Since the announcement of D&D Next earlier this month, there has been a flurry of news about D&D. I’ve held off on writing about the new edition because I wanted to avoid speculation, but as more details have come out, especially from D&D Experience last weekend, I feel more comfortable writing about it. But first, some thoughts on the D&D releases happening later this year.
Heroes of the Elemental Chaos (Feb 21)
I’ve been looking forward to this book since it was announced. The main reason is that I like 4E’s story of the gods and primordials fighting against one another, and I’m hoping to get more information on the primordials in the book. A few previews have already gone up on the D&D web site including a look at the Sha’ir and an awesome picture of a primordial named Ty-h’kadi.
Lords of Waterdeep (Mar 20)
This is the latest D&D branded board game, and lets players take on the role of a lord in the city of Waterdeep scheming against his or her rivals. So far I’ve seen nothing but positive remarks from people who have been able to play early, and I’ll be tempted to pick up a copy when it’s released.
AD&D 1st Edition Premium Books (April 17)
Wizards of the Coast is releasing premium reprints of the first edition AD&D core books. The books will have new cover art, but the interior will be the same art and text as the original. One cool thing about the rerelease is that money from the sales will go to support the Gygax Memorial Fund. Like Mordenkainen’s Magnificent Emporium last year, these books will only be distributed to hobby and gaming stores. I hope to pick up a set of these this spring.
Dungeon Survival Handbook (May 15)
Based on the product seminar at D&D Experience, this book sounds like a resource for underdark-themed characters. It is supposed to contain new themes and powers that are tied to the underdark and full racial writeups for goblin and kobold player characters.
Dungeon Command (July 17)
Dungeon Command is a new miniatures game that was in open-playtesting last year. It is being released in two themed sets, Heart of Cormyr and Sting of Lolth, that will each contain a non-random set of miniatures, cards, and dungeon tiles. The game is quite a departure from previous D&D minis games in that it has a card element and doesn’t use dice.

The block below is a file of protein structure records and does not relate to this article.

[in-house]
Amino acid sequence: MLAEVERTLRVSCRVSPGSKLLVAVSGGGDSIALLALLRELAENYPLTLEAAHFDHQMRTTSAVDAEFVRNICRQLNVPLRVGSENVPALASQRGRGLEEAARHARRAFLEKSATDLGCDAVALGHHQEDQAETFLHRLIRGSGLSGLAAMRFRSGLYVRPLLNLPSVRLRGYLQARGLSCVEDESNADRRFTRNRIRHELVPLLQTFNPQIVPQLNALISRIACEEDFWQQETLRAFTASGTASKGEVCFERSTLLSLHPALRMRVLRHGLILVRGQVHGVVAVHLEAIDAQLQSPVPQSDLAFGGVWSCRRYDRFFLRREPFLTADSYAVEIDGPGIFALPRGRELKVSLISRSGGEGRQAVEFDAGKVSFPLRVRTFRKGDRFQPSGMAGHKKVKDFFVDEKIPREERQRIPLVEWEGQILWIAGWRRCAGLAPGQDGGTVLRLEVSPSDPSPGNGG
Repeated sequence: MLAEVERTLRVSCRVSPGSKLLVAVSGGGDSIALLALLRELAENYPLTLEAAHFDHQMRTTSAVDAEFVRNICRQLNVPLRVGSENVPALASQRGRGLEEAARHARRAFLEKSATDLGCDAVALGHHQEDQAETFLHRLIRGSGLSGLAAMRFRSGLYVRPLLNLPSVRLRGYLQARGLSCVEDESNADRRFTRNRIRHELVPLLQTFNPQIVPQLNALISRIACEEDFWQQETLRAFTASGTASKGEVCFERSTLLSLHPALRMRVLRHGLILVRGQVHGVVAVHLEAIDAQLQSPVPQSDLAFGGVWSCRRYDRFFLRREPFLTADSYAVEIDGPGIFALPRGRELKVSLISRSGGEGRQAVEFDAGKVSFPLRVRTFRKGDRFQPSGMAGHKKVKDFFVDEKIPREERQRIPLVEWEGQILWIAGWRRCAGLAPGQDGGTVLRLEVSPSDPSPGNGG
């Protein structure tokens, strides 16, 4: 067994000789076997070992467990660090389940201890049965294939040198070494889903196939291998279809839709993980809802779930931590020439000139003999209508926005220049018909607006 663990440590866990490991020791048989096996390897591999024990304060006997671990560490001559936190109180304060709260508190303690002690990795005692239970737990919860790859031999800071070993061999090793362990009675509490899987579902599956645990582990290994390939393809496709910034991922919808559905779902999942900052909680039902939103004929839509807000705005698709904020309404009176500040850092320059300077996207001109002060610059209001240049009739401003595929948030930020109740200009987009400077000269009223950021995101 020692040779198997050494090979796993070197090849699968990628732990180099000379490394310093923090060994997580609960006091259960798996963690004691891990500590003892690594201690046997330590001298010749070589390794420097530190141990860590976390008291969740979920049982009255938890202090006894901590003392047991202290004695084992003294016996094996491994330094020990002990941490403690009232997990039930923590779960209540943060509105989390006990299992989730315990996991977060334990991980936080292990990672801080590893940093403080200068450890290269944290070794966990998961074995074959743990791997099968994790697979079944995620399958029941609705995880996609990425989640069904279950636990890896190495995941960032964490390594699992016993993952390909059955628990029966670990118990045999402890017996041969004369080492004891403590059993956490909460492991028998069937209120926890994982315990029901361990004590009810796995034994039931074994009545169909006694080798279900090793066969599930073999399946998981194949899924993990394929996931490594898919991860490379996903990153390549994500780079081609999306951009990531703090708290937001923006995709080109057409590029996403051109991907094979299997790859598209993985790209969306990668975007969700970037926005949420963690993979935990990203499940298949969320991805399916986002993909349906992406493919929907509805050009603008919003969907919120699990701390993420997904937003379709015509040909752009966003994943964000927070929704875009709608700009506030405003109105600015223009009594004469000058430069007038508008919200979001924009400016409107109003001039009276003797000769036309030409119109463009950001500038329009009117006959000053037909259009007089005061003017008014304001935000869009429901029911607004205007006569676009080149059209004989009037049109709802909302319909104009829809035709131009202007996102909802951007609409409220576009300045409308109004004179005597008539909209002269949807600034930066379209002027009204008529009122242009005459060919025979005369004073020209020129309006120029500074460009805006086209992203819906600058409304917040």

Menzoberranzan: City of Intrigue (Aug 21)
When I first heard about this book, I was expecting it to be a paragon tier sequel to the Neverwinter campaign book. I don’t think that’s accurate anymore and it instead sounds like its geared towards drow-allied characters in and around the city. During the product seminar, it also sounded like this book would contain a campaign framework for player characters to be competing with one another as associates of rival houses.
Elminster’s Forgotten Realms (Oct 16?)
This book sounds like an awesome product for fans of the Forgotten Realms. It is a look at how Ed Greenwood, creator of the setting, has used the Realms in his own campaigns over the years. It sounds like this will be a bit of an alternate timeline for the setting mixed with notes about the setting’s development. While I don’t think I’m enough of a Forgotten Realms fan to really enjoy the book, I’d love to see something similar done for Eberron.
I wasn’t at D&D Experience to try out the next version of D&D and I’m not part of the friends and family playtest, so the only info that I have on D&D Next is what has shown up on the designers blogs and the panels at D&D Experience. That said, here are some of my reactions to the things that I have read. If you’re looking for the latest news I’d recommend checking out ENWorld’s D&D Next page or Obsidian Portal’s coverage of the D&D Experience Seminars.
The designers are talking about D&D Next as a modular system that is flexible enough to match the style of any version of D&D. As a fan of the game, I think this sounds like a great idea, but I’m also skeptical of whether they can actually pull it off. As someone who likes game design, I can’t wait to see how they apply the idea of modules to the game and keep it manageable.
Based on what I’ve read and the video of the class design seminar at D&D Experience, it sounds like they are working on a lot of different classes and multiple versions of at least several of those. They’ve stated a goal of including every class that has been in any edition’s Player’s Handbook, which gives us at least the following: assassin, barbarian, bard, cleric, druid, fighter, illusionist, monk, paladin, ranger, rogue, sorcerer, warlock, warlord, and wizard. That seems like a ton of classes, and I don’t expect all of them to actually make it into the first book, but would be happy to be proven wrong.
During the skills and abilities seminar at D&D Experience, the designers talked a lot about the skill system they are working on for D&D Next. It sounds like the game will have an open-ended skill system rather than a fixed list of skills. These skills will then work in different ways with the default being adding to ability checks for related actions, but a skill could also give other benefits such as letting you move faster while sneaking. More than anything else I’ve read so far, the contents of this seminar makes me really excited for the new edition.
I like the idea of an open playtest and plan to run at least a few games once the open playtest starts later this spring.